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The accounts which Mr. Cumming gives of they engage, to protect them from lion or lightthe habits of the native tribes, aud the other in-ning, or to propitiate the clouds, as the case may habitants, are very sparse and unsatisfactory. be. The following application of "medicine" Indeed he seems to have thought that the world to gunpowder, will illustrate the wisdom of their would be far more interested in the way he wise men. During Mr. Cumming's stay at Booby, smashed the shoulder of a springbok, or left a a village of one of the Bechuana tribes, he sold mosaic of shirt and skin on the thorn bushes as some guns and powder to the chief, who, trying he rode headlong through the jungle, than in a his purchases, missed every object he aimed at. detail of the habits and customs of the unknown As a matter of course, "medicine" must be aptribes of the interior, or the half-civilized Boers plied to the powder to correct its faults, and one of a more Southern latitude. wiseacre happily suggested fire as most approThe principal classes of men which inhabit priate to the cure of the ill-humors of gun-powthe Southern point of the African continent, are der. The result may be imagined; the chief and the Boers, Hottentots, Bushmen, Griguas, Kaf- his council, solemnly bending over the experifirs, Bechuanas and Bakalahari. The Boers are ment to witness the results, were blown to the the descendants of the original Dutch settlers of stars. The name of that village was not unsuitthe country, and are a rough and generally un-ed to its inhabitants.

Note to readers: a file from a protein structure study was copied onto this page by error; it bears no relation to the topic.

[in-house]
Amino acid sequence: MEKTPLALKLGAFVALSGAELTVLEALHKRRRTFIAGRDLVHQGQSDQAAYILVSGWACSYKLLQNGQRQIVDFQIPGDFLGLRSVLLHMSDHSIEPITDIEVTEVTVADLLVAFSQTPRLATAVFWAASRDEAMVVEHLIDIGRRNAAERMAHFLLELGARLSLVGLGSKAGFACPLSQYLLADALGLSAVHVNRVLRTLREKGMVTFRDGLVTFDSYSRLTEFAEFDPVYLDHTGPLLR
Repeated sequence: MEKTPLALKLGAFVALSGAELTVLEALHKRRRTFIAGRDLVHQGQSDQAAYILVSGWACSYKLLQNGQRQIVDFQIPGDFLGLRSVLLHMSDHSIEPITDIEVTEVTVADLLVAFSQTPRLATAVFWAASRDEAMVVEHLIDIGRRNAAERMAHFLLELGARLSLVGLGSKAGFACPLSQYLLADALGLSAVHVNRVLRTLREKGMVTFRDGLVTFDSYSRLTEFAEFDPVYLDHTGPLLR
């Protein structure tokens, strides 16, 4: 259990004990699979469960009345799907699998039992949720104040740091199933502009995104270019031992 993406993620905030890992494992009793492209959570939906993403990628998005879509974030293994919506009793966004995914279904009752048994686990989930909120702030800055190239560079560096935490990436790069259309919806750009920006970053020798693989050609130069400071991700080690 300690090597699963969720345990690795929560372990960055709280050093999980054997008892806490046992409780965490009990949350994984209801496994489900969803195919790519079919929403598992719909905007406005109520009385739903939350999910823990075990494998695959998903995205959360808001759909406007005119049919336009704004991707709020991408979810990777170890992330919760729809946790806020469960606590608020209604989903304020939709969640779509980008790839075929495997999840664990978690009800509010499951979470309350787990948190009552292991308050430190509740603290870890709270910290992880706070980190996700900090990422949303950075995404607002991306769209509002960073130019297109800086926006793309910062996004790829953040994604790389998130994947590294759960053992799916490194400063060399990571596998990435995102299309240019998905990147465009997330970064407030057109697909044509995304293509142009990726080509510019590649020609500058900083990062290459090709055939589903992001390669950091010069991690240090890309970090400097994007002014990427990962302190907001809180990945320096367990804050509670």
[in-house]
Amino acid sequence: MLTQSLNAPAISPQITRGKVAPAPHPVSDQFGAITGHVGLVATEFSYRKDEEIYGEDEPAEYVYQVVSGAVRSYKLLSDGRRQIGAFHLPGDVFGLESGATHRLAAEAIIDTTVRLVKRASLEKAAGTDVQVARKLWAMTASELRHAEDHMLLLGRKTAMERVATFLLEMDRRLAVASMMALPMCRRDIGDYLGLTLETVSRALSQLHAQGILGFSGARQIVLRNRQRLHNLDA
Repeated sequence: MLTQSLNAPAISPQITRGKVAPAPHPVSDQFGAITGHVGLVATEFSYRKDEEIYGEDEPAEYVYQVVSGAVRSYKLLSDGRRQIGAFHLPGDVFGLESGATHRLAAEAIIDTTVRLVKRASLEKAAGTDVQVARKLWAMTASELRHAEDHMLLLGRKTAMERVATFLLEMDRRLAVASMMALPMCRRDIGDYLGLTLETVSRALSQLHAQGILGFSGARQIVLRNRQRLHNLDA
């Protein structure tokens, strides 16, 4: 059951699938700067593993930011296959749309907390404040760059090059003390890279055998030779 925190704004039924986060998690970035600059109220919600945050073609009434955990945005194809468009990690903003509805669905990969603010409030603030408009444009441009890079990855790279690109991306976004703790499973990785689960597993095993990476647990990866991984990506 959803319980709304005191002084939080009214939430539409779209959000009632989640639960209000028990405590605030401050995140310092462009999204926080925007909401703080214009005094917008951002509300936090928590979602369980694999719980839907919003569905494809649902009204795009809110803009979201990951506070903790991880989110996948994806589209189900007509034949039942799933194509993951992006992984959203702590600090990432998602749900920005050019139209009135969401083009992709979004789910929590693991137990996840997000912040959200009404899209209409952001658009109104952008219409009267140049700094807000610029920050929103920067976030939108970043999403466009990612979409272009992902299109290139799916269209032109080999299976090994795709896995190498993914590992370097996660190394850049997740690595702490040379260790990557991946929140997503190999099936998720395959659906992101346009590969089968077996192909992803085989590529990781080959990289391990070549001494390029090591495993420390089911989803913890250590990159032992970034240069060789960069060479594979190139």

principled set, given to abusing the nation, and But the most interesting of all the people nodrinking to drunkenness. Indeed, we may re- ticed in the work upon our table, are unquesmark in passing, that this disgraceful vice seems tionably the Bushmen-the Arabs of the Southto be universally popular with all the classes of Africau continent-whose hands are against all, inhabitants, both Boers and natives, that have and against whom are the hands of all. They access to the settlements of the English; and have been driven back into the wild and impenemany of Mr. Cumming's troubles with his ser- trable precincts of the interior, by the fierce revants arose from their making free with the stores prisals their own depredations have been provoof brandy he carried with him. The hostility of ked, and from these fastnesses they suddenly and the Boers to the English government seems to silently issue across the deserts and fall like lighthave existed in unabated vehemence since the ning upon the flocks and herds of the Griguas country fell into English hauds; and a regular and Boers, massacre all persons they can find, and war was waged between them as late as 1847, return with their booty to their homes in the junrendering the passage of our author through the gle. When pursued and they discover that there territory of the Boers, an experiment which he are no chances to secure their plunder, they will would not have risked except under the pressure at once destroy it, by mangling and butchering